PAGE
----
Chemical, Biochemical and Environmental Engineering
Area of Doctoral Study: Chemical and Biochemical Engineering
Undergraduate Institute: Tufts University
Research Advisor: Gregory Szeto, Ph.D.
Description of Research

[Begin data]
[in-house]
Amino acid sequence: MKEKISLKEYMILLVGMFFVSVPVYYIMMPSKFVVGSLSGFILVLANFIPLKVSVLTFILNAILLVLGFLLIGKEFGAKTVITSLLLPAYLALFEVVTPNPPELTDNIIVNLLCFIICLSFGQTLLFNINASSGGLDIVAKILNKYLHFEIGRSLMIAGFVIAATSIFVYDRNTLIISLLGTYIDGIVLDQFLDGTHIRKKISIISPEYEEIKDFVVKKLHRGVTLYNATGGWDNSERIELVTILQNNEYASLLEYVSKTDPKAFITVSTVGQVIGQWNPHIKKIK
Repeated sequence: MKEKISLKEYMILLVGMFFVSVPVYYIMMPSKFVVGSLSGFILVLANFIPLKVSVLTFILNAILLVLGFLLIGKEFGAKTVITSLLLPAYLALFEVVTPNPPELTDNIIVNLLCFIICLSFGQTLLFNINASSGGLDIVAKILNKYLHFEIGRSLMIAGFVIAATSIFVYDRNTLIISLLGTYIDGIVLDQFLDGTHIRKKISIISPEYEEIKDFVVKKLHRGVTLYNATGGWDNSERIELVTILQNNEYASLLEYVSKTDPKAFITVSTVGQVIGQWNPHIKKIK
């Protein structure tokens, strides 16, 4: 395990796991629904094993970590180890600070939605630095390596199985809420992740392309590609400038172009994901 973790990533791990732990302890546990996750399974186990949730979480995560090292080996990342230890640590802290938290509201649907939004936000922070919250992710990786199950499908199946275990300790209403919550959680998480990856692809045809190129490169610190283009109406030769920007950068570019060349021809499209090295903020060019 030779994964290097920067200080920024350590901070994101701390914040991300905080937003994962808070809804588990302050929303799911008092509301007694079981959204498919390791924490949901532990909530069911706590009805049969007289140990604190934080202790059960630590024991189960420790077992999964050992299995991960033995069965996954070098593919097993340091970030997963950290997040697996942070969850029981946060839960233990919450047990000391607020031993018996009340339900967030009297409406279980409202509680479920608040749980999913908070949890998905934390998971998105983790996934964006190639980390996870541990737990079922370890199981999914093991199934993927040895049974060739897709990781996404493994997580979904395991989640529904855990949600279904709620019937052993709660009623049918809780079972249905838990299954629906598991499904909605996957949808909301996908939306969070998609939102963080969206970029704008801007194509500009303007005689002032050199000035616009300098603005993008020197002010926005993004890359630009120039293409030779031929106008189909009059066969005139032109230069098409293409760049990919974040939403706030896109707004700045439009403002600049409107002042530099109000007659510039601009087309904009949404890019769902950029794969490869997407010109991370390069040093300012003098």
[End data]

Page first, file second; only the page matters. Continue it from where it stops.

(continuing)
Lupus is a chronic, autoimmune disease where the body attacks healthy tissues and organs. Nephritis, inflammation of the kidneys, is the leading cause of morbidity and mortality in 60% of lupus patients. My Ph.D. thesis work explores using shape-based targeting nanoparticles as a platform to safely and efficiently deliver antimalarial drugs to lupus nephritis patients. Antimalarials are the most commonly prescribed disease-modifying, steroid-free drugs for lupus patients and have been in use since the 1950s. They are cheap, safe for pregnant women, and reduce disease activity with rare, mild side effects. A limitation of antimalarials is the requirement of up to 3+ months of doses before the drug is fully active, and that the drug may still be unable to reverse damage done to the kidneys by nephritis. In that case, highly toxic drugs that suppress the immune system are added to a patient’s treatment regimen. By loading antimalarials in nanoparticles that specifically target immune cells that play a role in worsening nephritis, we expect to increase the onset of active drug, limit toxicity, reduce symptoms, and decrease the dose normally prescribed to patients.